GLENDALE, Ariz. (KAMR/KCIT) – As sports fans debate whether the Kansas City Chiefs or the Philadelphia Eagles will triumph during Super Bowl LVII in Glendale, Ariz., music fans are united in anticipating the halftime show expected to feature Rihanna.
This follows Rihanna previously declining to perform in the 2019 halftime show out of solidarity with Colin Kaepernick, as noted in previous reporting, as well as the recent birth of her first child. Jay-Z’s Roc Nation company was reported to be executive producing the show for a fourth year, with Jesse Collins returning as an executive producer.
As fans track the different names slated for the pregame and halftime shows and theorize about the performances, some may also wonder: How does the Super Bowl halftime show headliner get chosen?
That depends on the organizers, as well as who’s paying for the show.
According to a spokesperson in a 2018 article from Forbes, the National Football League doesn’t pay the artists who perform in the Super Bowl, but rather covers expenses and production costs. Rather the show tends to serve as a means of promoting upcoming tours or music for the performers.
That means that the NFL and its sponsoring companies are likely the parties with the biggest stake in the show, who it features, and what they do, as the ones footing the bill. With that in mind, as noted in a 2016 interview with now-Senior Director of Event Operations Katie Keenan, the NFL has a full-time events staff, a core group of contractors, and its vendor partners that all have hands in organizing every aspect of the big game.
The NFL also noted that this year will mark the first of a partnership between it, Apple Music, and Roc Nation, which involves Roc Nation serving as strategic entertainment advisors for the live performance. The Washington Post and Entertainment Tonight, when covering the emergence of the Roc Nation deal, noted that the production company would be choosing entertainers for the Super Bowl as well as shows throughout the NFL season. Jay-Z commented to reporters in 2019 that the production company would consider a range of factors when suggesting entertainers for the halftime show, including the community in which the show is placed, whether or not the performers are expressly from that area.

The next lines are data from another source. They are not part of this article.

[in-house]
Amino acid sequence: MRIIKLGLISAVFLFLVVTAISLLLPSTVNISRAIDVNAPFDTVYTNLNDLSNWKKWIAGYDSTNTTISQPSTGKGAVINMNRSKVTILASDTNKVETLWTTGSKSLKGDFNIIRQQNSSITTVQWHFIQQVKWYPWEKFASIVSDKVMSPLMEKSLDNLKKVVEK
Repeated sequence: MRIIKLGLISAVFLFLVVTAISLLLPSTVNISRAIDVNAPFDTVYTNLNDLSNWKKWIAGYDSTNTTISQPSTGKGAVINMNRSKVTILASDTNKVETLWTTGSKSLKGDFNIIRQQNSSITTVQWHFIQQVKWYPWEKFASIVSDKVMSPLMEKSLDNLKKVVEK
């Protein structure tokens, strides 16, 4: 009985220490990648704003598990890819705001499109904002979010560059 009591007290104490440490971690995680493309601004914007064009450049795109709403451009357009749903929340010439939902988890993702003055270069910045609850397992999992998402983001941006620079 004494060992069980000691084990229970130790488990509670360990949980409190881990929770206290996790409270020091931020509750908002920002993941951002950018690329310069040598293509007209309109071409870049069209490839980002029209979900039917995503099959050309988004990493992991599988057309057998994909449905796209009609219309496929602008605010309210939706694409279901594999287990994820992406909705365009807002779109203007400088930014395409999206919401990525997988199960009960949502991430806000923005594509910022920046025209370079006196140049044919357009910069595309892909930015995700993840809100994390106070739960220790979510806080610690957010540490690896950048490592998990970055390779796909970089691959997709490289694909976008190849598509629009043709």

In addition, the possible list of headliners is impacted by the habits of the organizers and the willingness of the performers themselves. As noted in other reports, the NFL doesn’t tend to bring back performers for repeat Super Bowl halftime show performances. Aside from the likes of acts such as Up With People, Justin Timberlake, Bruno Mars, Al Hirt, Gloria Estefan, and Beyonce, the vast majority of headliners for the Super Bowl only do so once.
Also noted in previous reports, some performers decline the opportunity. Apart from Rihanna’s previous refusal to perform in the Super Bowl, Jay-Z, Pink, and Cardi B have been among those to say ‘no’ to the NFL and its producers.
So, in the end, who decides which performer headlines the Super Bowl halftime show?
- Popular opinion, in highlighting which performers may have a broad enough appeal for the audience;
- Sponsoring businesses and advertisers;
- The NFL and its producing and event partners;
- Affiliates and organizers connected to the host city; and
- The possible headliners themselves.
The Super Bowl halftime show has evolved from a showcase of marching bands from nearby schools to a commercial spectacle, and it’s grown enough that it requires many hands and many organizing minds, from the first producer pitching a list of names to the last stagehand screwing in a final lightbulb.